What do they say when you ask, "How's my driving?"

Ed Koch, perhaps New York's archetypal mayor (who now rides the TV-judge circuit), was fond of greeting his constituents with a question as straightforward as Gotham itself: "How'm I doin'?"

President Clinton may be fond of reading polls like tea leaves, but Hizzoner took his political pulse by directly measuring the impact he had on the man and woman in the street.

And so it goes with fleets that have the nerve to ask the motoring public to tell them how they're doing by providing a number to call below the question "How's my driving?" carried on the rear doors of their equipment.

It would be nice to think this has done some good for the industry's image and highway safety in general. But I doubt it. Because, to date, I know of no fleet manager who has claimed any success in any manner with such a direct communications program.

Judging by the number of numbskulls I see piloting everything from big rigs to delivery vans, familiarity may already be breeding contempt for the little messages displayed on their tails for all they've cut off or otherwise irked to see.

Sort of how the "Have a nice day" mouthed robotically by fast-food servers and store clerks across the land has been robbed of any value through overuse.

Even the most abrasive New Yorkers would have hesitated to tell Mr. Koch what they really thought of him face-to-face. The mayor's query was an excellent way to demonstrate how loved he was - and in public no less.

But I doubt it works that nicely for truck fleets. You don't have to be a sociologist to figure out few people will bother to phone in a complaint, especially when an offending truck blows by them too fast or with a number printed too small for them to take down. I'm willing to bet that even fewer people will take the time to dial you up with a compliment.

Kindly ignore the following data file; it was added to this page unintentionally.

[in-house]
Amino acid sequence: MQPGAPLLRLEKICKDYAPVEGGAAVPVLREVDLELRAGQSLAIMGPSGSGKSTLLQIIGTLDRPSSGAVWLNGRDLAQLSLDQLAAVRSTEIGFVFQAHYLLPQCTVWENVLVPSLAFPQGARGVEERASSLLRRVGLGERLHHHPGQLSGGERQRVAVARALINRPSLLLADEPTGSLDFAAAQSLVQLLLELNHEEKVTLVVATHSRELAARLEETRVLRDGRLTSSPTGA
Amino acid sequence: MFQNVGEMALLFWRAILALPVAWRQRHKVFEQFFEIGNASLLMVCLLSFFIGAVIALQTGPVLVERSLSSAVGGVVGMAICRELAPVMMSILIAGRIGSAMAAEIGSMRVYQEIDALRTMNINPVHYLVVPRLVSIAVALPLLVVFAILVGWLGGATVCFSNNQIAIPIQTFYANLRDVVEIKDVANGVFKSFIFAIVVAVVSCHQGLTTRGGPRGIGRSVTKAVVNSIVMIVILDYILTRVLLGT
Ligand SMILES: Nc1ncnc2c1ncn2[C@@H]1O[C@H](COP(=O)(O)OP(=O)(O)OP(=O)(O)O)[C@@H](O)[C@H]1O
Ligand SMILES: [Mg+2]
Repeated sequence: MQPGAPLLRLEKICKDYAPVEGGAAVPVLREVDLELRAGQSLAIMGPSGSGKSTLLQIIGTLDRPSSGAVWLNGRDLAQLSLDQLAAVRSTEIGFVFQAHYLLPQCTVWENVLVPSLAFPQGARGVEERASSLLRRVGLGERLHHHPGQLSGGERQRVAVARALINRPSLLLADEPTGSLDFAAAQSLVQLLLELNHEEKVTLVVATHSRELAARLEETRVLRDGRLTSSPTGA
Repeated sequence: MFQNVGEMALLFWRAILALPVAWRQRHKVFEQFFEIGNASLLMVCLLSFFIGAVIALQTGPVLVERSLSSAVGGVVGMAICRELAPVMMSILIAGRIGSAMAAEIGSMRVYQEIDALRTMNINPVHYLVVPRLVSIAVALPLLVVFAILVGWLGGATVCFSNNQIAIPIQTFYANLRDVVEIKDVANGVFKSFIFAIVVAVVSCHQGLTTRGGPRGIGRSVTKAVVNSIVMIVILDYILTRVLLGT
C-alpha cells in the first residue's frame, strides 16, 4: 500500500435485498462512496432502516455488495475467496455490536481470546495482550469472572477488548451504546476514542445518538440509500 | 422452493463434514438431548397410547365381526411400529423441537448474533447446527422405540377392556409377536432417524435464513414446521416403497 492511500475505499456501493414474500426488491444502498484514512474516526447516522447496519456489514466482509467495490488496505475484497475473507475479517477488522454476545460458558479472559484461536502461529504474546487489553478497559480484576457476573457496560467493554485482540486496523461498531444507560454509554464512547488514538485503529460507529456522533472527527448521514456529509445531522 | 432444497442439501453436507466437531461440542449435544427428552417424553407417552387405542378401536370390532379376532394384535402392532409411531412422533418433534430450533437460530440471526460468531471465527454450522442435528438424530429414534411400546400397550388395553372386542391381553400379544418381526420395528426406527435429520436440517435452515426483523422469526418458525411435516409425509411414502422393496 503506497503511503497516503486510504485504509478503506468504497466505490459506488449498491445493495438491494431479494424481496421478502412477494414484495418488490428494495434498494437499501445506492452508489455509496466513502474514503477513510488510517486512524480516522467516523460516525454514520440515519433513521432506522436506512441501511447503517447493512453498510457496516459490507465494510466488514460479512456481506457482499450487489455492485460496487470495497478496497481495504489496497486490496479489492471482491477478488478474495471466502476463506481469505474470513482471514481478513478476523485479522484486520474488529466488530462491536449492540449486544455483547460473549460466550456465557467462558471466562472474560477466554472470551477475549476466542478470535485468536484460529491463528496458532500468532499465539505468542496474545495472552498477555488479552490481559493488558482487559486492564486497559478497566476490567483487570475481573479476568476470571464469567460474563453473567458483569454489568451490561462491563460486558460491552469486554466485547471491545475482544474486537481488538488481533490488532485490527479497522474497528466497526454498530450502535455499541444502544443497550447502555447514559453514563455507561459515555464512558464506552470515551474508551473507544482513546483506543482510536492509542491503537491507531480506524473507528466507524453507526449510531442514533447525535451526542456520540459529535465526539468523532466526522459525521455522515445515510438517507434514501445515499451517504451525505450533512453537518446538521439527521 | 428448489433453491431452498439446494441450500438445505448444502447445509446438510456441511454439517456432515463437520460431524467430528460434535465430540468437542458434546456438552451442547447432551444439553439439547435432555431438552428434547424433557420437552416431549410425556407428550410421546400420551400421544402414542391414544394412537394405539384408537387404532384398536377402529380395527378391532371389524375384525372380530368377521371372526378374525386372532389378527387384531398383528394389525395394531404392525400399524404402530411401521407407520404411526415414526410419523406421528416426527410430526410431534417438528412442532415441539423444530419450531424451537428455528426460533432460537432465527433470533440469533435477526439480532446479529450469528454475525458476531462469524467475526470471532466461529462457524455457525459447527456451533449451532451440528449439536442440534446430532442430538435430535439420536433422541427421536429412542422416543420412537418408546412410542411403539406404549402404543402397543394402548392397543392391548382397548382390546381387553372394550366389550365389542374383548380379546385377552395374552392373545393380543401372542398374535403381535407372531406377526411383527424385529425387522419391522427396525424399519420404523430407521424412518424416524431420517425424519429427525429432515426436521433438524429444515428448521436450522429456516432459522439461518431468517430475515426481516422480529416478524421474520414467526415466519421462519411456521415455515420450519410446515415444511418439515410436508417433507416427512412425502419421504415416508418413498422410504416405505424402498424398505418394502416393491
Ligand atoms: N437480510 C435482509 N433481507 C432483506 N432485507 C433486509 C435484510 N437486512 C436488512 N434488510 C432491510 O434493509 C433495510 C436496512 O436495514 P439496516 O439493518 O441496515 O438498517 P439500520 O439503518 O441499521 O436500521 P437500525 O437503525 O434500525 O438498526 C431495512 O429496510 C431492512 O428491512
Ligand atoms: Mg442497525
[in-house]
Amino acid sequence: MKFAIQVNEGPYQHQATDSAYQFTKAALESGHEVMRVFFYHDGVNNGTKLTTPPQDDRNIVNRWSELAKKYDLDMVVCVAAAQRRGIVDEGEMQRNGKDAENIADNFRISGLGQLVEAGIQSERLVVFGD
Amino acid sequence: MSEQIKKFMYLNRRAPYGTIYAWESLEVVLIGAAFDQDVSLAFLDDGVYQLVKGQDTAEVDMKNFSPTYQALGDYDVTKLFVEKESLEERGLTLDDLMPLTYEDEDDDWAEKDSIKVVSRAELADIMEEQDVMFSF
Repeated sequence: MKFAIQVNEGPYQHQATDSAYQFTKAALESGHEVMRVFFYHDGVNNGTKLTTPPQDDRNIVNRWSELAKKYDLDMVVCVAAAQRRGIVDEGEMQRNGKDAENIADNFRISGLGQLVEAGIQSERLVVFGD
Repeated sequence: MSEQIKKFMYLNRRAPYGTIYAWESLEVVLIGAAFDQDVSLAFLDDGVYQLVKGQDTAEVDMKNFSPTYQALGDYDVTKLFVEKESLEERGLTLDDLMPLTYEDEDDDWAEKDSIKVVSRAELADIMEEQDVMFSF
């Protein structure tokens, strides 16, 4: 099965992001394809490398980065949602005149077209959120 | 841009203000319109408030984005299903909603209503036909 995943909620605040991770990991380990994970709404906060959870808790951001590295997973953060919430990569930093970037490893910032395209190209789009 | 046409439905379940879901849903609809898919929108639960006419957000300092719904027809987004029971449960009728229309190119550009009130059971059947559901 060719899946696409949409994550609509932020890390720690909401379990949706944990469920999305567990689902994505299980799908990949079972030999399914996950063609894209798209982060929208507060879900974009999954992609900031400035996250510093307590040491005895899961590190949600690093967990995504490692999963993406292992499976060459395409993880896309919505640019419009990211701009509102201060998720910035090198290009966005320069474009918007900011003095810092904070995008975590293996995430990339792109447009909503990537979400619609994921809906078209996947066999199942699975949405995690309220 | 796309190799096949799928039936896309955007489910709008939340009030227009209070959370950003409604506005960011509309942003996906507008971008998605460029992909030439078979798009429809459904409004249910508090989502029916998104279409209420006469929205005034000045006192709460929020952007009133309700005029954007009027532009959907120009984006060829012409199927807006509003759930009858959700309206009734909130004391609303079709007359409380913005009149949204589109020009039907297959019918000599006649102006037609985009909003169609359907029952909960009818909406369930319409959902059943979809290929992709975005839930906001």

I'll grant it's possible the growing use of cell phones by motorists means fleets are getting more calls than ever. Of course, if someone's ticked off enough, they'll get a hold of you even when there's no phone number anywhere on your truck.

Or your fleet could be like the tire dealer in Pennsylvania whose truck I once encountered on the highway in Connecticut. The driver was barreling this truck along I-95 at midday in a manner that was at once aggressive and haphazard. There was no "How's my driving?" sticker on it, but the sides of the truck were emblazoned a yard or more high with a toll-free 800 number.

Whatever it was, it was easy to remember so I called the firm up when I got to a phone. I told them I wasn't trying to make trouble for their driver, but I just had to know how he could drive that brazenly with a phone number that big on his truck. They said they didn't know. But they knew which driver it was - before I told them where the incident occurred.

So, how are these phone-in campaigns doing? I, for one, would really like to know. So would fleet managers wondering whether such a program would be worth the crank calls, expenses, and general bother of instituting. Managers of fleets already putting their number out there also would surely like to know if similar efforts are paying off or not.

How about letting the rest of us in on the successes achieved or of the failures incurred by boldly asking the public what they think of you?

If you send in your experiences with "How's my driving?" messages, I'll be sure to present them here for the benefit of all your fellow FLEET OWNER readers.

Thanks in advance for playing. And, while we're at it, have a nice day.